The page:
Mr Payne is either not doing his duty to his God, or to the children in his care, much as he might like to have it both ways.

Also, is it 'misleading and invalid' to link evangelical groups to city academies when they are the sponsors of city academies?

He goes on to claim that: "Amongst others, teachers, local employers and the community will benefit." This is despite the fact that the teachers will not have any of the same protections under law that their colleagues in the state sector do.

Another One Bites The Dust

Andrew Rosenfield of Minerva donated £2.5 million to the city academies programme, lent the Labour Party £1 million in secret, his predecessor lent the Labour Party £2.3 million, months before they secured planning permission for a £500 million shopping centre in Croydon. Mr Rosenfield has now had to resign as it becomes clear that he may be questioned by the police.

Thursday, April 20, 2006

The End of Comprehensive Education

This article by Melissa Benn and Fiona Millar is a good summary of the ways in which the Education Bill is an outright attack on comprehensive education. It gives interesting depth to the arguments about pupils being forced to choose an academic or vocational path at 14.

Jamie Oliver would be proud...

Steve Sinnott here proves that almost any argument can be made to revolve around Turkey Twizzlers...

One step forward...

This is all the information I have at the moment about the NUT's decision to support the existence of faith schools. It seems odd, as it comes at a time when everyone else's faith in them is waning...

Academies Represent the Venality of Blairism

This is Jonathan Freedland's perceptive article about how the flaws in the ways the city academies scheme were devised and implemented are natural reults of Blairism. I would say that this is true of all of his public service reforms: the denigration of the professional and the promotion of a mythical choice; the adoption of market mechanisms over common wealth; these are all symptomatic of Blair's ideological rabidity.

Tuesday, April 18, 2006

It can be done!

This article contains a reference to Northcliffe School, near Doncaster. At this school parents exercised their choice to prevent the school becoming an academy sposored by the Emmanual Schools Foundation (Peter Vardy's organisation). 90% of response during a consultation was unfavourable. Is this model sustainable across the country?

Education, Education, Incarceration

Des Smith, one of the designers of the City Academy policy, was arrested last Thursday. He is being held as part of the investigation into the sale of honours. Mr Smith was a part of the body which recruited sponsors for academy schools. Eight sponsors who made gifts have since received honours from the Labour government. It is satisfying yet unsurprising that one of our most venal policies in a long time, the sale of our children's futurem should have been implemented by someone who was open about the buying of power. However, suggestions that the buying of honours is any more corrupt that the buying of the curriculum are laughable. Fortunately, it is more prosecutable...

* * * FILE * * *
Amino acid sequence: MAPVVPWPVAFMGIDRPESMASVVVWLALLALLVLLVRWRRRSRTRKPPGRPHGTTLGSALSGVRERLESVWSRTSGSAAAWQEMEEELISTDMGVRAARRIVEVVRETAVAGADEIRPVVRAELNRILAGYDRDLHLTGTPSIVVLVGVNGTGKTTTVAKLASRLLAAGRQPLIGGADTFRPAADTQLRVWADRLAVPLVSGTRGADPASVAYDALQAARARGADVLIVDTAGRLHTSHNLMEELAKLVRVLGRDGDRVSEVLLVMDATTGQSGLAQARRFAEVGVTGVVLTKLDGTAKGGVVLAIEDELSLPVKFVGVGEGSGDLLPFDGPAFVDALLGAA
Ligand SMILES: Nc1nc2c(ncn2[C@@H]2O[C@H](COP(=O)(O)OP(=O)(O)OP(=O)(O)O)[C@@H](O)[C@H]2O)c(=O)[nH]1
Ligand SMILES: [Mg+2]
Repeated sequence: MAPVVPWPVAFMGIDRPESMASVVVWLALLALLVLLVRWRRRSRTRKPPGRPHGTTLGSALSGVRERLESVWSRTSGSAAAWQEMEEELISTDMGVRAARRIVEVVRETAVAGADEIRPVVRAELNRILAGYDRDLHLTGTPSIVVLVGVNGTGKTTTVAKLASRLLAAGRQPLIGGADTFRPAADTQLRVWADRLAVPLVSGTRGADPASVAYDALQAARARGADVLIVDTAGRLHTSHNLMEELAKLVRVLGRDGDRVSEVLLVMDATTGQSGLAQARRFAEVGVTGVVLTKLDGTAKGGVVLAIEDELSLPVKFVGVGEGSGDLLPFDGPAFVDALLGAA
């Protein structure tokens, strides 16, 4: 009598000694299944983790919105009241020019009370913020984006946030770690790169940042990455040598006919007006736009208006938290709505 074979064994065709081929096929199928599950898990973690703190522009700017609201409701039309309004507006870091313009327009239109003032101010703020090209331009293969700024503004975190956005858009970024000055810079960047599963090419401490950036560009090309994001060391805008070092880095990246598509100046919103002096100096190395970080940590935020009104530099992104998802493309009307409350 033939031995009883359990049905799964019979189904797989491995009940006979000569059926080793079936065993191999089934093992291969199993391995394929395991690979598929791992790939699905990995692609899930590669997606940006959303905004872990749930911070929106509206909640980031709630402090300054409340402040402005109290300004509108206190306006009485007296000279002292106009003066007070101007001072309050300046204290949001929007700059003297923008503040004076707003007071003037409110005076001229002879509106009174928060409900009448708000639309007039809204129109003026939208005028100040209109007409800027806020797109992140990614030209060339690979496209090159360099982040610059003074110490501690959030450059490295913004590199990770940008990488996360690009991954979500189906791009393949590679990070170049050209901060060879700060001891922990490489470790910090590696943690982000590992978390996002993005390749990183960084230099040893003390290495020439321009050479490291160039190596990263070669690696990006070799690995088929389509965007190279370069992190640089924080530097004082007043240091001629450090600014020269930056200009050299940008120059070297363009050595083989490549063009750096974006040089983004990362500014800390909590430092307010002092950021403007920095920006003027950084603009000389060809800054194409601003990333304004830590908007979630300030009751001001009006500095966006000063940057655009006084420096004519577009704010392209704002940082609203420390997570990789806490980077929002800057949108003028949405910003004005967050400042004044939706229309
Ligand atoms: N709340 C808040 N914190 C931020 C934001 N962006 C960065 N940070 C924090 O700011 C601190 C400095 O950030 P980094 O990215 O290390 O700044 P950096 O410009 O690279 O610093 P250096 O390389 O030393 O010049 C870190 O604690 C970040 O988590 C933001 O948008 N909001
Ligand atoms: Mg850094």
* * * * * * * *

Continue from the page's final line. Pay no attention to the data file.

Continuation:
Link to the story.

Monday, April 17, 2006

Worrying Implications for the National Curriculum

This article from the Socialist Worker (yes, I know!) draws attention to an aspect of the new Schools Bill which has, up until now, been almost completely ignored. Whilst this site's real concern is the setting up of divisive faith academies, the requirement for 14-year olds to be separated into two curricula, one for the 'academic' students, and one for the 'vocational' students is no less worrying.

Christian Group Opposes Faith Schools

Christian group Ekklesia also opposes faith schools, on the grounds that "faith should be a free choice, not one imposed on others through a ‘Christendom’ style deal between religious and political leaders." This article explains their position in more depth...

"The Church of England’s education supreme also appeared to attack what he deemed the “French secular system” of teaching about religion but not teaching religion itself.

But the ‘phenomenological approach’, which seeks to get pupils to understand the lives of believing and non-believing life stances without proselytising is well rooted in British educational theory, and widely accepted as a way of informing about religion without pushing for or against it.

Teaching religious faith is a matter for faith communities, not state schools which are there for all irrespective of creed or background, argue opponents of faith-based systems in the state sector.

But Canon Hall argues that faith schools enable “people in faith communities to grow in self-respect and understanding, and therefore to grow in respect for others.”

“The Church of England is defending its entrenched interests in a way which may be in danger of legitimating more extreme religious groups, sidestepping arguments about fairness and reducing Anglicanism to a semi-imposed civic religion," commented Ekklesia’s co-director, Simon Barrow.

Last year the Roman Catholic Cardinal for England and Wales and a senior Anglican bishop both admitted to qualms about Christian children going to a Muslim school, undermining the argument that faith schools are neutral. "